I provide professional interpreting and translation services for both the public and authorities with flexible schedules.
Governmental institutes: e.g. Police, Courts, HMRC, CPS
Local authorities: e.g. job centres, council offices/venues and departments
Other public sector organizations: e.g. Probation Service, CAFCASS, ACAS, Social Services
NHS: e.g. hospitals, surgeries, dentists, health clinics
Third sector organizations: e.g. charity, self-help organizations and voluntary organizations
Public Service Providers: e.g. utility service providers, mobile service providers, banks
Business Service Providers: e.g. IT-support, international money transfer services, Insurance Providers
Business meetings, conferences in the field of economics and social sciences: e.g. marketing, recycling, education, psychology, tourism, politics or EU related issues
Translating highly confidential classified documents in contract law, financial law, translating and preparing transcripts of audio recordings or written statements for courts/police/local authorities, educational psychology, user guides, corporate websites, personal documents such as birth or marriage certificates, certificates/diplomas, DBS check certificates, official correspondence with authorities, proofreading
For the public
Attending appointments with Clients at local authorities, police, GP, hospital, bank, insurance claims, business meetings, arrangements with councils, Citizen Advice Bureau, etc.
Corporate and agencies
Court cases in crime/civil issues such as employment tribunals/family issues, police interviews/taking statements, insurance investigations, business negotiations, hospital and GP appointments as well as conferences.
Interpreter or Translator?
Let me highlight the characteristics of these two professions.
However, both professions are bound by the principle of impartiality. They do not represent any of the participants. They provide a service to make the parties understand each other bearing in mind the genre of the situation, context and at times any special terminology.
In terms of interpreting, the socio-psychological and ethical issue is that of professional loyalty. The interpreter works for the speaker, for the listener and for the client (and/or agent), and their interests may not tally. Depending on the kind of interpreted event, a professional interpreter’s loyalty may shift between the above three or four customers. A professional interpreter is impartial in all situations, however, must be provided with a briefing or any supporting documents available before commencing the assignment in order to be able to assist in the most adequate manner.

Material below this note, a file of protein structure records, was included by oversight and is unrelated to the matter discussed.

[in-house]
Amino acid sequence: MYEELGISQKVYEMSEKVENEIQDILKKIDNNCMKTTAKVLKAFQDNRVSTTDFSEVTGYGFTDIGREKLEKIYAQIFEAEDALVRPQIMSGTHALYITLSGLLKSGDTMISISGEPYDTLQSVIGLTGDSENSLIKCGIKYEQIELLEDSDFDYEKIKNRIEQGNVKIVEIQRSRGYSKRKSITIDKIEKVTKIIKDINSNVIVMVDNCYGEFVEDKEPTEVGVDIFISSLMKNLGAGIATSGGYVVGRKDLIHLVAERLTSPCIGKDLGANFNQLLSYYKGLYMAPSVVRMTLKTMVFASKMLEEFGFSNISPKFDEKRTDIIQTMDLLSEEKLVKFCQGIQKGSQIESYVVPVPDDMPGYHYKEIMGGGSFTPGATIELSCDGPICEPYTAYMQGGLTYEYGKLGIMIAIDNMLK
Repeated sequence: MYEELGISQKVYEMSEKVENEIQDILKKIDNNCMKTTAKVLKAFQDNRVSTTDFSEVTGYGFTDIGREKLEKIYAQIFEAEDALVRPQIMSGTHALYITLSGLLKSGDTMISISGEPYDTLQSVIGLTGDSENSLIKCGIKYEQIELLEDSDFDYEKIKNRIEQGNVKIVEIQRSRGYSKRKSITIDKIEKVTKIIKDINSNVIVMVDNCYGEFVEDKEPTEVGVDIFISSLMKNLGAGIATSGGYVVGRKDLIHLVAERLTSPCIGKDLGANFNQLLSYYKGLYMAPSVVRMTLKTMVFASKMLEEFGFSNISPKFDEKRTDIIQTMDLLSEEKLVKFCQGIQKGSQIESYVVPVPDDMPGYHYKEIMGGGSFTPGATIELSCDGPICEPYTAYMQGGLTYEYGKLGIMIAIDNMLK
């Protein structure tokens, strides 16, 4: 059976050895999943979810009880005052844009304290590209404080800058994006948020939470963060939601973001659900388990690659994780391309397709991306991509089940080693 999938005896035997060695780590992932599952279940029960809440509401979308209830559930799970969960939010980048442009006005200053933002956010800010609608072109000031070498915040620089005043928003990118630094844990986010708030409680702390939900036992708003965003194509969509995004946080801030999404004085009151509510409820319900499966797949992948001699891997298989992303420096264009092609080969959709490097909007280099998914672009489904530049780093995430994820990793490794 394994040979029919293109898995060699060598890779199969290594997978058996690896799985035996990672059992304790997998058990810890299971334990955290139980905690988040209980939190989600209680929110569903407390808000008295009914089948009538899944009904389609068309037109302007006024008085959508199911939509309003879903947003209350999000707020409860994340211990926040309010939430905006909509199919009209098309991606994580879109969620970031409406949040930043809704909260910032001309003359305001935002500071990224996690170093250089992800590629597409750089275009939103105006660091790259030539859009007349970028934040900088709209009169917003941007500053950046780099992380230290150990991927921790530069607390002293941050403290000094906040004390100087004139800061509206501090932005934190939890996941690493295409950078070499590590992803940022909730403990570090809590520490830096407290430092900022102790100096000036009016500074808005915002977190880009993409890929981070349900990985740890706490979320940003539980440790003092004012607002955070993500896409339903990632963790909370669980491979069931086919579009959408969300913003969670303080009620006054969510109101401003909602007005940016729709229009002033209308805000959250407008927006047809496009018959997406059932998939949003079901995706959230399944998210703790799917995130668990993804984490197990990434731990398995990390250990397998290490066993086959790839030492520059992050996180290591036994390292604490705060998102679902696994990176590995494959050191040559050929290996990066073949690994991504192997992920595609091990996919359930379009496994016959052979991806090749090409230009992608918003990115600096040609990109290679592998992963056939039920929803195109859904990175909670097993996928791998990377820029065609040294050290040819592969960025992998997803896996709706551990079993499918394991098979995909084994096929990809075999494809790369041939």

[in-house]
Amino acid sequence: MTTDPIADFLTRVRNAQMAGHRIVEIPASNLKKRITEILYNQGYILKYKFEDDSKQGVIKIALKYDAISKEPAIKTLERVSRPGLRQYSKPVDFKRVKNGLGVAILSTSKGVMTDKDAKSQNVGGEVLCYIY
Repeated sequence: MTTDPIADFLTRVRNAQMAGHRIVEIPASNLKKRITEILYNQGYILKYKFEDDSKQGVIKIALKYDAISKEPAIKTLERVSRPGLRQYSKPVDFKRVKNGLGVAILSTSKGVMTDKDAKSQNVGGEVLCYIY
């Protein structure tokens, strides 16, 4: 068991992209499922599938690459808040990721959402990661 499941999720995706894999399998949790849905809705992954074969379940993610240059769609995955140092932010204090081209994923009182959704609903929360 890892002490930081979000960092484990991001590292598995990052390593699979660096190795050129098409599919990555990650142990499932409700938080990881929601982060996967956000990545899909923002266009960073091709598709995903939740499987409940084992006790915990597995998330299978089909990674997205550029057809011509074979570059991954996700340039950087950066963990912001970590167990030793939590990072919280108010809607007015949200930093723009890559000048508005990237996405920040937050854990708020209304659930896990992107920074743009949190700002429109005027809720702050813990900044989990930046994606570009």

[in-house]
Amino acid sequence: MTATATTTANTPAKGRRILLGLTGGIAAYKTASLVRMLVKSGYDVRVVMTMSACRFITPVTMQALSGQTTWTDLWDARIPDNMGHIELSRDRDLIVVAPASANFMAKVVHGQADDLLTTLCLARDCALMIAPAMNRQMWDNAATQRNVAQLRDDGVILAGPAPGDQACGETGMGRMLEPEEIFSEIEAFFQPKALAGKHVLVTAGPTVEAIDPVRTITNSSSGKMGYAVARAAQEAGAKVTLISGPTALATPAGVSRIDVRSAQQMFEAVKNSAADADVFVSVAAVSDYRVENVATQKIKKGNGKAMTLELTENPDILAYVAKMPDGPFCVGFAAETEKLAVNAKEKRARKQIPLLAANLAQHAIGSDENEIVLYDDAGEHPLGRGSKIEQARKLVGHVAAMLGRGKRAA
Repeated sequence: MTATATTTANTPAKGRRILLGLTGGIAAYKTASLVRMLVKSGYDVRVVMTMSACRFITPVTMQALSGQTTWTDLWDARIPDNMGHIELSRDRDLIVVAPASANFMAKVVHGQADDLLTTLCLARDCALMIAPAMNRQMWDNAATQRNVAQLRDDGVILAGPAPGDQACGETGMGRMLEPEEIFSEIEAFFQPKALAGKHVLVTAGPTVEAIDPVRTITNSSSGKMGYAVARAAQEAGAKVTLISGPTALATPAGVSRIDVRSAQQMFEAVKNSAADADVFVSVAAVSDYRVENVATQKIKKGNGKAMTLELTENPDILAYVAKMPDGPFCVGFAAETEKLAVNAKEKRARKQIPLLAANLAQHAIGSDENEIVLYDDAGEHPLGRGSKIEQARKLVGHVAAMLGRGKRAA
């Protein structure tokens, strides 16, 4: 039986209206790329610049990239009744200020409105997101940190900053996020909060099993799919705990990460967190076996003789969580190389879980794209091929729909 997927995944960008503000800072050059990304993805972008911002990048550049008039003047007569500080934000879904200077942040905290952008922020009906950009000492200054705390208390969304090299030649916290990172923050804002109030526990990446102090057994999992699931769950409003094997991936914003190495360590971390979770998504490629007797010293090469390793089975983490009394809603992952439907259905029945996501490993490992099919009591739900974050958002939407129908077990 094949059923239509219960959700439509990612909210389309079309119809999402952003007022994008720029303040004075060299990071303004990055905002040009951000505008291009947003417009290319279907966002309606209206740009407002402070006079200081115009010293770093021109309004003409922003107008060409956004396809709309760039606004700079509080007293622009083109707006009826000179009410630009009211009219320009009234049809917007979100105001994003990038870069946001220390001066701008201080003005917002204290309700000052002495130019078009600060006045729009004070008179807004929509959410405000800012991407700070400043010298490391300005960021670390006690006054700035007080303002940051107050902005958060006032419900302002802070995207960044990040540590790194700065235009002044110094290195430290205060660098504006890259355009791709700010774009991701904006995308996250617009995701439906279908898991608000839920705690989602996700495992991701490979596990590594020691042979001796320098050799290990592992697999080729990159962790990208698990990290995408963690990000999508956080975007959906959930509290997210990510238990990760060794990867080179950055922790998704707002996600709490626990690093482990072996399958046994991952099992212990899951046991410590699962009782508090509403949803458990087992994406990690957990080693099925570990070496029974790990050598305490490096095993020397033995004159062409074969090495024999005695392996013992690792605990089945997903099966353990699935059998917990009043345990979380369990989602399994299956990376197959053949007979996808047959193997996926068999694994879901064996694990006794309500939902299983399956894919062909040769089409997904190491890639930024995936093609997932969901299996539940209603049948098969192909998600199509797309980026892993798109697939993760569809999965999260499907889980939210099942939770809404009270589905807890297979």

The Interpreter acts as a language mediator who aims to render orally the speaker’s source language utterance to the audience in the target language. The two basic modes of interpreting are consecutive and simultaneous interpreting. Furthermore, we can distinguish between three varieties of the former (full, summary, and semi-summary consecutive) and eight types of the latter (full, summary, semi-simultaneous, sight interpreting, live subtitling, training exercises, shadowing, and simultaneous paraphrasing). The Function dimension comprises conference (six varieties), judicial (three), military (three) and escort interpreting (eight) types, making a total of twenty varieties and sub-varieties.
A skilled translator knows the difference between written translation and interpretation. Being accurate by nature helps you to formulate thoughts thoroughly, and being quick-witted in this context is synonymous with being rapid and resourceful. Patience is the opposite of haste, and helps the interpreter to ‘decode’ faulty utterances and ‘wrap’ them into adequate target language ‘packaging’.
In terms of translating documents, a Translator must be aware of all corresponding regulations, law references applied in the language pair that they work with. In certain cases, regulations or references are worded in different ways than a translator would put it. In those cases, the rules and standards of the prevailing country are to be followed.
(Source of graphics: Jozsef Bendik, PhD (2009), Introduction to Interpreting: Lecturer's essay, Corvinus University of Budapest, Faculty of Social Sciences)
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